Q2: If the balance on the note is $400,000 at the time of termination do I leave the difference in as basis? The loan is treated separately from the purchase event where you bought out the remaining partners. However, when you consider the expenses of the loan, and the capital gain at the time of your sell (the 75,000), you could end up with a net loss. But you have to treat the capital gains fro the purchase and sell separate.

What is not clear to me, is if the loan of 651,320 was a loan to purchase the original buyout of the first two departing partners. If so then the loan expenses, can be counted as a cost in figuring the capital gains and loses, else not.


Q3: Further more I settled for less than FMV, do I get to count that on schedule D? FMV will not figure into the capital gains formula. The capital gains formula for the shares of number 1 and 2 for the sale would look like this: Capital gains = Sale price - (original cost + cost of sale + management fees if any for the shares).


So for you this means two primary calculation for schedule D.


1. Capital gains for the original share of the business before anyone departed And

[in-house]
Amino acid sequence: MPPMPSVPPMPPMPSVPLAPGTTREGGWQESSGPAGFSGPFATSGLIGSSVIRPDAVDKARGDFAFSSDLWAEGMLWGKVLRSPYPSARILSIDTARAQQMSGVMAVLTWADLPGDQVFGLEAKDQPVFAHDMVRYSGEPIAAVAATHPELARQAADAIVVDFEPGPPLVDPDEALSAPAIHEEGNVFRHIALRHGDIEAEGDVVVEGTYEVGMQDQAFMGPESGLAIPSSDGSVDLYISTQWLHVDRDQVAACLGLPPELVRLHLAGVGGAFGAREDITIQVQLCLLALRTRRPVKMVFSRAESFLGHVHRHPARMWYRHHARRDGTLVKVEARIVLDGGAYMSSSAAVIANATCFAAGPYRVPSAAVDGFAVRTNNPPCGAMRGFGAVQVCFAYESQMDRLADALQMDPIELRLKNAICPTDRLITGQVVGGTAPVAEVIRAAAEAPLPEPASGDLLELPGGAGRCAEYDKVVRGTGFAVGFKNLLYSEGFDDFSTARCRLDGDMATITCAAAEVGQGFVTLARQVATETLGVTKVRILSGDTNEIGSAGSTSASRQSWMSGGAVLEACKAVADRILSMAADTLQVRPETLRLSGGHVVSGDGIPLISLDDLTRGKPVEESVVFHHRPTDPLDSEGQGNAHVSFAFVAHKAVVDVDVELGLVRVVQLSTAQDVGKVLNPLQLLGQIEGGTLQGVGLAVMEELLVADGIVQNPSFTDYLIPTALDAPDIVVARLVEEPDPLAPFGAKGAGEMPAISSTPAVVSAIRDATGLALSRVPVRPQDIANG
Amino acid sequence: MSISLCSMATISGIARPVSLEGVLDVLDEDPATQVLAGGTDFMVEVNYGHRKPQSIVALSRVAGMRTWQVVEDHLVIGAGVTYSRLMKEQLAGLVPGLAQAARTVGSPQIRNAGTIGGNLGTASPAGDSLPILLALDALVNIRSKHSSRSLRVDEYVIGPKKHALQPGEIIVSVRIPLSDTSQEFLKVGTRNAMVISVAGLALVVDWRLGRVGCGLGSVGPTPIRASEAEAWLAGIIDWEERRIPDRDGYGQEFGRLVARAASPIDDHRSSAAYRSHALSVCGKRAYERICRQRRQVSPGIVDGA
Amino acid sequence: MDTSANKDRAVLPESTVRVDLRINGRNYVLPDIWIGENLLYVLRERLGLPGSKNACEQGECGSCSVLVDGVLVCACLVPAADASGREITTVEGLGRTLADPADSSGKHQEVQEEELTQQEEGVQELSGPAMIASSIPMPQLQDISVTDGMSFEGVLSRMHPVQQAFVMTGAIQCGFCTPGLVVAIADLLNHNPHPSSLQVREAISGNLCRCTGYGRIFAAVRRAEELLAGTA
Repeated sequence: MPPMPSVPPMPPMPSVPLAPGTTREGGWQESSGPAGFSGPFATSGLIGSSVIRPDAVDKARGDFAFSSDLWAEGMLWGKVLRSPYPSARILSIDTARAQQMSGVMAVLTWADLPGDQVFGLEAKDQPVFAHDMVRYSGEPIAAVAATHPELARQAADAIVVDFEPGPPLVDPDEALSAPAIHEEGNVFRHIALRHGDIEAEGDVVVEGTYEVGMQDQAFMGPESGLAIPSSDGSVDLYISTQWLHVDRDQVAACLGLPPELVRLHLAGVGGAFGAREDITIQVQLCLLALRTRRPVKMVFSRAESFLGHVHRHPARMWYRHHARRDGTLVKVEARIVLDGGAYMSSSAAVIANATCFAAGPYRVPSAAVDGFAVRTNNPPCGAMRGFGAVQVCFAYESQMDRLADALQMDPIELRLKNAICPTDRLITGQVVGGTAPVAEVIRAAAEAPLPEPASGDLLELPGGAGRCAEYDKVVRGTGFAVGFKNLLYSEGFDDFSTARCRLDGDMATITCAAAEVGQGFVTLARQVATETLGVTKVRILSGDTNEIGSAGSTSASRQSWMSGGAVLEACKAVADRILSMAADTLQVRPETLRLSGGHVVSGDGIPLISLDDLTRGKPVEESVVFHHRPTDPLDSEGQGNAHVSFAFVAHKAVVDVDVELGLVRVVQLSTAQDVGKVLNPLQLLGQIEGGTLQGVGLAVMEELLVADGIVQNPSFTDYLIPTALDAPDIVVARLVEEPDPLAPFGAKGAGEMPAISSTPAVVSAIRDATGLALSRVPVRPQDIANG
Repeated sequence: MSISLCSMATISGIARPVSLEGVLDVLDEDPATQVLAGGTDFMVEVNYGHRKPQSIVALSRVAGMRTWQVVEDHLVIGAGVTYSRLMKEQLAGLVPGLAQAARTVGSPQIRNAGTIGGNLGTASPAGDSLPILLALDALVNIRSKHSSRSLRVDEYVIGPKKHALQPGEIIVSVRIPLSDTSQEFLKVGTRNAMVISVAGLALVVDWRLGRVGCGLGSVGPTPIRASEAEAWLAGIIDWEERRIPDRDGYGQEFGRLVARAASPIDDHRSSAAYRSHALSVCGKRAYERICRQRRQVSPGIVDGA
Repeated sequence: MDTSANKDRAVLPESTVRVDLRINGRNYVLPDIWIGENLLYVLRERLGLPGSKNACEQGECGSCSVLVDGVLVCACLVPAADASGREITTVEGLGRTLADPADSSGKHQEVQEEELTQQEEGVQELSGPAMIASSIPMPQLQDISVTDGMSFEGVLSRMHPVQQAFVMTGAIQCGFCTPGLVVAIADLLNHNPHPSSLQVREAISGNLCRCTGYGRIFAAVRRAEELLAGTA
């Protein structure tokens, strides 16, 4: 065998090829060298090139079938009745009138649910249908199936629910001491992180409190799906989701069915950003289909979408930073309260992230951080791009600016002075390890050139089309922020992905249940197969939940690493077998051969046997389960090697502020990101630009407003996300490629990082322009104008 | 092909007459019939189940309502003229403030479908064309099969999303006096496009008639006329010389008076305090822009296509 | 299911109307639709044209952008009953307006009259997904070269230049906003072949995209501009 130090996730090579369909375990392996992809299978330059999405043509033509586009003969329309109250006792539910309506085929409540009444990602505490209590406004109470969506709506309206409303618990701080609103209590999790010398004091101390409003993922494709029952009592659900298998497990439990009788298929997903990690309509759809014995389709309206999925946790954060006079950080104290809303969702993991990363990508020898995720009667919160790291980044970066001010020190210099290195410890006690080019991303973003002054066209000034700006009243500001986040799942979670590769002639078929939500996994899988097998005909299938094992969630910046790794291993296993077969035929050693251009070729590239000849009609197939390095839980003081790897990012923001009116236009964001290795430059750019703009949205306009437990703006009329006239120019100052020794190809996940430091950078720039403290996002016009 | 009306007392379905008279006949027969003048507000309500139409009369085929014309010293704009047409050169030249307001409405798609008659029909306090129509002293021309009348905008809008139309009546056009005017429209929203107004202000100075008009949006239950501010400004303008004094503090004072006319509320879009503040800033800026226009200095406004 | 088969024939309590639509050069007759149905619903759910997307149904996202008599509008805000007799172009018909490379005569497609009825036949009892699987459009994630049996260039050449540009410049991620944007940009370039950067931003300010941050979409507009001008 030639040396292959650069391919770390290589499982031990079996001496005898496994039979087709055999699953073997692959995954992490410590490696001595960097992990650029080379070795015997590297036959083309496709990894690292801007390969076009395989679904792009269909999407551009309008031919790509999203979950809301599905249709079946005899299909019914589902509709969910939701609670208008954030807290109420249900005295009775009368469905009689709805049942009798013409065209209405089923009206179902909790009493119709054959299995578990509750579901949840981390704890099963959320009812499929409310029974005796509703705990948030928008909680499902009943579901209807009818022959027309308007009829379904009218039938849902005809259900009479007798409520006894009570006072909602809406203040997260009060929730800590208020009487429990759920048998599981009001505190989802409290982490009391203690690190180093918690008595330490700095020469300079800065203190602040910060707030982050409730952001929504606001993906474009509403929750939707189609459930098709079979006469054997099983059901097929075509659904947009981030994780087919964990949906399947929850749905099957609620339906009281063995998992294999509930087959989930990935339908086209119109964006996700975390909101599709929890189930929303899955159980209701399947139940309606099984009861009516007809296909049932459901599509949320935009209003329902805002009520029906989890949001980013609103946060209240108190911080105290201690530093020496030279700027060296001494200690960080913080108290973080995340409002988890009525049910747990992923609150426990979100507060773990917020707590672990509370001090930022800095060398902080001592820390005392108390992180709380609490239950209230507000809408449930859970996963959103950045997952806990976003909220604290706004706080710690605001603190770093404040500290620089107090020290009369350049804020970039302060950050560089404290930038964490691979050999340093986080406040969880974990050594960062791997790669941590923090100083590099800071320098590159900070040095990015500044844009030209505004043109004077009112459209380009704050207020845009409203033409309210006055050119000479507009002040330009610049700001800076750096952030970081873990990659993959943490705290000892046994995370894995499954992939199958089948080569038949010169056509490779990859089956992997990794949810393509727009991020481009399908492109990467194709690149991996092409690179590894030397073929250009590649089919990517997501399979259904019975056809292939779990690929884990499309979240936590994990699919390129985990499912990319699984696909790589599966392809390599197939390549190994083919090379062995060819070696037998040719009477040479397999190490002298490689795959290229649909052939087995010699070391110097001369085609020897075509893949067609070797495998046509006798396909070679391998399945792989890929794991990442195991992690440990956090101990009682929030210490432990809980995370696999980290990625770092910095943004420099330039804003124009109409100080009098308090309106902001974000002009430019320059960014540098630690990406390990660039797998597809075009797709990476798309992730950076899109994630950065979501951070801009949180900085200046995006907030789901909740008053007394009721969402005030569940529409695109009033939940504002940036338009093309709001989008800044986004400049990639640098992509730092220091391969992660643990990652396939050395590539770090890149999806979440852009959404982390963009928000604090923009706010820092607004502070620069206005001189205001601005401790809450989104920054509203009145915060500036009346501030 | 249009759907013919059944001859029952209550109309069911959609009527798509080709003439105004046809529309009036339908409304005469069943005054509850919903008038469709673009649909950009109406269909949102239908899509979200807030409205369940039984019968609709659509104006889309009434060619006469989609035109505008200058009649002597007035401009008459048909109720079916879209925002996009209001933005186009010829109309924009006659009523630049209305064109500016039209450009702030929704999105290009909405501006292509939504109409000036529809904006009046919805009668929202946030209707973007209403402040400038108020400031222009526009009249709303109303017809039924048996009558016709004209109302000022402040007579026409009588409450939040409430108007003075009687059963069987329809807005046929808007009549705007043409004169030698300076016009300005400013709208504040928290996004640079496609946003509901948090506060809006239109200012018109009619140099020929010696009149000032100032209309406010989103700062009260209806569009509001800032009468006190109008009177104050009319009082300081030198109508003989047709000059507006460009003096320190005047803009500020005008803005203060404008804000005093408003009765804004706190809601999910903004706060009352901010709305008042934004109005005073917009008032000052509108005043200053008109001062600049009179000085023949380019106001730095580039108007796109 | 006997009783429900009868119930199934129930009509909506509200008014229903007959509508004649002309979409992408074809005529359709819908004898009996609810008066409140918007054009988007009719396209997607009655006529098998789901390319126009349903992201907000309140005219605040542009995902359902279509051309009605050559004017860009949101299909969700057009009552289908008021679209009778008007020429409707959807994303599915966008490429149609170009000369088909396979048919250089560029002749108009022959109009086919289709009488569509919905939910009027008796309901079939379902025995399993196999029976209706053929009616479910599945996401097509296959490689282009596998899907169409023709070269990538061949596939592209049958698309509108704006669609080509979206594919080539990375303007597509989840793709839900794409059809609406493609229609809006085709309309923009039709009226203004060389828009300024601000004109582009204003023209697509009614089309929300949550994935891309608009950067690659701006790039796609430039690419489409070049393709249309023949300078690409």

2. capital gains or losses for the shares you purchased from the 1&2 departing partners.


You have to apportion the selling price accordingly.


So in this instance, you are very likely to have a capital loss.


Q4: Goodwill issue: Goodwill is a troublesome issue. IT only has a tax consequence when an existing business is purchased in its entirety. So I do not know what or why the did this. It sounds irregular. I am not sure what is going on here. In one place you said the money paid to number one was applied to a note, and now it is good will. Your question is confusing on this issue. If I pay someone 600,000 for shares, that money is leaving the company. So how can it be retained for good will? Teh only way I can see a debt instrument coming to play, is if the partners signed a loan and actually borrowed the 600,000 from the company? So if I go one step further, I could say the company would forgive the debt an and the owners would book good will?


What portion of the good will is your's?

Customer: replied 8 years ago.